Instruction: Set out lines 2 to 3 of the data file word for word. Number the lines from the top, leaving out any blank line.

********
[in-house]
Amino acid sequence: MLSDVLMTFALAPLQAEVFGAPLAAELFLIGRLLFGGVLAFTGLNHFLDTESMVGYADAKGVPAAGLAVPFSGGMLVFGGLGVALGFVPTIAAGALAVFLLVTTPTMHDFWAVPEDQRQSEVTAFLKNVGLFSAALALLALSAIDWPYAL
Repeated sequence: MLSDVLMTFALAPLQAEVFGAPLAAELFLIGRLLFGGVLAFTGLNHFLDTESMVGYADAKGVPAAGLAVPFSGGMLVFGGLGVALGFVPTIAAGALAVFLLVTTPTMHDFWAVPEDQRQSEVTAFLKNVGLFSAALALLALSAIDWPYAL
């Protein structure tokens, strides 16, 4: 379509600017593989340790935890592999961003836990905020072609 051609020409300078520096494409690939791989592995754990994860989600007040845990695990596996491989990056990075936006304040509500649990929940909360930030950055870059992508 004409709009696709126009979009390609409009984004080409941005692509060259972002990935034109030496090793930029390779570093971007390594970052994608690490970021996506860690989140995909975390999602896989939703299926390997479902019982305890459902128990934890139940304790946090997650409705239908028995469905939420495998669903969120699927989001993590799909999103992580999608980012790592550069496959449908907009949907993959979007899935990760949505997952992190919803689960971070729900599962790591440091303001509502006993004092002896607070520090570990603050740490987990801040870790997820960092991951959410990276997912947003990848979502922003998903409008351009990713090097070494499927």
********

Amino acid sequence: MLSDVLMTFALAPLQAEVFGAPLAAELFLIGRLLFGGVLAFTGLNHFLDTESMVGYADAKGVPAAGLAVPFSGGMLVFGGLGVALGFVPTIAAGALAVFLLVTTPTMHDFWAVPEDQRQSEVTAFLKNVGLFSAALALLALSAIDWPYAL
Repeated sequence: MLSDVLMTFALAPLQAEVFGAPLAAELFLIGRLLFGGVLAFTGLNHFLDTESMVGYADAKGVPAAGLAVPFSGGMLVFGGLGVALGFVPTIAAGALAVFLLVTTPTMHDFWAVPEDQRQSEVTAFLKNVGLFSAALALLALSAIDWPYAL